The New Zealand Railways Magazine, Volume 15, Issue 2 (May 1, 1940.)
The Early Artists — Of New Zealand — III. — The Sketching Days of Charles Heaphy and the Tragic Story of Gilfillan
The Early Artists
Of New Zealand
The Sketching Days of Charles Heaphy and the Tragic Story of Gilfillan
I Have seen a sketch book containing the drawings of Charles Heaphy, the first artist to spend the greater part of his life in New Zealand, to fight her battles, to identify himself with her interests. These sketches, Victorian in style, were executed in very fine pencil strokes, but, after the fashion of that day, part of the drawing was sometimes washed in in water-colour. I remember one of a bellbird whose mossy greens were quite unfaded, perched in a leafy branch indicated only in pencil, and another of a company of little scarlet soldiers marching round some historic spot.
Heaphy's father had founded the Old Water Colour Society and was a well known water-colour artist. He had provided his son with the advantages of studying at the Royal Academy, where, at the age of seventeen, he gained a bronze and a silver medal, and had entered a competition for the gold one, when, in 1839, he suddenly withdrew to act as draughtsman to the New Zealand Company.
Arriving at Port Nicholson in the Tory, five months before the advent of the first Wellington settlers, Charles Heaphy assisted in the negotiations for buying land from the Maoris, and in the exploration of the surrounding country. Such expeditions took him as far north as the Bay of Islands where he did several sketches, and to Taranaki where he was fascinated by Mount Egmont. His drawing of the latter showed natives in the foreground burning off a patch of ground for potatoes.
Returning to Wellington in 1841, Heaphy sketched the town which he now dignified by the name of “city.” This drawing shows a good deal of shipping in the harbour, including two of the New Zealand Company's barques; and it was engraved in London almost immediately, and sold for three shillings plain and five shillings coloured. These engravings are now very rare, and, according to J. C. Andersen, “cost as many pounds now as they did shillings then.” They were used to illustrate at least three early books on New Zealand; in addition to which Heaphy also illustrated Wakefield's “Adventures in New Zealand.”
Heaphy married a daughter of the Rev. J. F. Churton, and, for a time, acted as district surveyor at Mahurangi, near Auckland. In 1859 he joined the volunteers, and, as Captain in the Auckland Mounted Rifles, was soon to distinguish himself on active service. The Waikato War was engaging the attention of the military in 1863, and Heaphy was at first attached to the flying column. On February 11th of the following year he was at Waiari when a party of men of the 40th Regiment were suddenly fired on while bathing in a creek. In command of a detachment, Heaphy at once went to their assistance, and discovered a page 46 page 47 man bleeding to death under fire from the natives concealed in thick fern. Without hesitation he stopped and attended to the wounded man, the Maoris continuing to take aim during his humanitarian work, until, aided by some others, Heaphy succeeded in carrying the man to a place of safety.
For this courageous action he gained the New Zealand medal, was raised to the rank of Major, and was subsequently awarded the V.C. in 1867.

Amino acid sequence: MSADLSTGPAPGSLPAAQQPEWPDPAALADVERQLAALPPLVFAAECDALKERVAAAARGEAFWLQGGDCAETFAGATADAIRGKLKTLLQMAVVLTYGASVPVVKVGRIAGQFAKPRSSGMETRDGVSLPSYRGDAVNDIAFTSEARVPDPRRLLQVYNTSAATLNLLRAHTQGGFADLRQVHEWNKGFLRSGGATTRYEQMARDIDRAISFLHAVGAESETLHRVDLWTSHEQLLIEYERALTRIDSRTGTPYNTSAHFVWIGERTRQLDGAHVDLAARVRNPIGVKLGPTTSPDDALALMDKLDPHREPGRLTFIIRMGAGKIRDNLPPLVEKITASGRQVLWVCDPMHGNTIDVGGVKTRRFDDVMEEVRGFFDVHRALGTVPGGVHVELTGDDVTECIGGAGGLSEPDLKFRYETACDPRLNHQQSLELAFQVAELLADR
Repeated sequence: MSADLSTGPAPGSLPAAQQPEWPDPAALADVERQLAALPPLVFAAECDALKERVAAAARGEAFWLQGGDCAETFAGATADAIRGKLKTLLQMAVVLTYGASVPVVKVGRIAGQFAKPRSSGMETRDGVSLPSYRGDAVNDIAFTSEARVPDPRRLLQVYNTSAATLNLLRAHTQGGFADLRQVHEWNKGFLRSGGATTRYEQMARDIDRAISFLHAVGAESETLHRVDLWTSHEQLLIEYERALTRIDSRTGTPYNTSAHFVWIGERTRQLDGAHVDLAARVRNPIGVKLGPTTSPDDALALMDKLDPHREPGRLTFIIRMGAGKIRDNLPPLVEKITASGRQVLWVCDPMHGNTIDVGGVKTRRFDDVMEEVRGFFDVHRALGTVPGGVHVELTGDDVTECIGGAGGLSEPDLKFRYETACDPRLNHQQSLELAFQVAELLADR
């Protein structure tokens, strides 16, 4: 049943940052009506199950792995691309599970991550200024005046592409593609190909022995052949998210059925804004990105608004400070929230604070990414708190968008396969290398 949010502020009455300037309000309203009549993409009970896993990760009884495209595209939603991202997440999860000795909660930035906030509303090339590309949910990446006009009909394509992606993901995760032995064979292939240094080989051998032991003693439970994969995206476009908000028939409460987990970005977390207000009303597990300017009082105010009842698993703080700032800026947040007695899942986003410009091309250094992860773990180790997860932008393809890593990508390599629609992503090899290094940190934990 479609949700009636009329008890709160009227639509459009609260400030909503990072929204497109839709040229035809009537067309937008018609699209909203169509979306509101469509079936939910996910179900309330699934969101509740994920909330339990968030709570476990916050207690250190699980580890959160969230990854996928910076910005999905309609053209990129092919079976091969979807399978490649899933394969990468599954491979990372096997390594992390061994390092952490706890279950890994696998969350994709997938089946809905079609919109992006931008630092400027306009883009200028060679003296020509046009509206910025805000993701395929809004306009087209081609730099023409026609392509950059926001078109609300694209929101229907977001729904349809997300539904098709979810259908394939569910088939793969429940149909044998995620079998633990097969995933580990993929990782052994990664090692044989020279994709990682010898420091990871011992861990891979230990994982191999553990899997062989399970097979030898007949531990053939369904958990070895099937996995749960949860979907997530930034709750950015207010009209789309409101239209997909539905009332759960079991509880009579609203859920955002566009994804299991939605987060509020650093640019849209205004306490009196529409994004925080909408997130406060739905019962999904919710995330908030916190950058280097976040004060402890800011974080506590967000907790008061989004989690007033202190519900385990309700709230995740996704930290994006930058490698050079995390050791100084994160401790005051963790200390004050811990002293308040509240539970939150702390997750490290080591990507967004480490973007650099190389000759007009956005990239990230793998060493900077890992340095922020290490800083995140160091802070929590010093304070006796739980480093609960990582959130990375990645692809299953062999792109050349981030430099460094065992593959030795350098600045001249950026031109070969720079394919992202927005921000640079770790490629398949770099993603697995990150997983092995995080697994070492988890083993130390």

After the war Heaphy acted as chief surveyor at Auckland. He became a member of the House of Representatives, Commissioner of Native Reserves and Judge of the Native Land Court.
His artistic work was very delicately and faithfully executed, and is noteworthy for its historical value as recording the appearance of the various settlements in their infancy. He also wrote a book describing his early residence in New Zealand.
After a strenuously active life he felt his health beginning to fail, so, in 1881, he retired on pension to Brisbane, in whose sub-tropical climate he hoped to lengthen his days, but he died there on August 3rd of the same year.
Can a man be considered as making any contribution to a country's art if his fame rests upon one picture alone? Not only this, but John Alexander Gilfillan's original painting is now lost, and can only be judged from reproductions and lithographs.
He had an eventful life. Born at Jersey in 1793, he ran away to sea and took part in several naval engagements. On his retirement at Edinburgh he studied art and surgery, and taught a little painting in the Andersonian University, Glasgow.
What induced him to sail for New Zealand I do not know, but he arrived in Wellington in 1841 and took up farming in the then wild Wanganui district. Here his wife and three children were massacred by the Maoris who also burned their home. Overwhelmed by the tragedy, Gilfillan left the country for ever, and, with his remaining children, took ship for Australia, in 1847, where he stayed for the rest of his life.
Here he began to paint again at his studio in Sydney; and, though the natives of New Zealand had all but ruined his life, he executed a large picture showing their manner of living in a fortified community. This was the celebrated “Interior of a Village or pa in New Zealand.”
Of secondary artistic value, this painting was bought in England for a large sum, and was afterwards lithographed and sold in aid of missions. A very poor reproduction of it figured in the Rev. James Buller's “Forty Years in New Zealand.” It also appeared in the “Illustrated London News,” but up to the present, the original cannot be traced.
Gilfillan also painted “A Maori Korero,” which he sold in Melbourne, and a portrait in water-colour of Te Rauparaha, the blood-thirsty chief of Kapiti. He died abroad about 1870.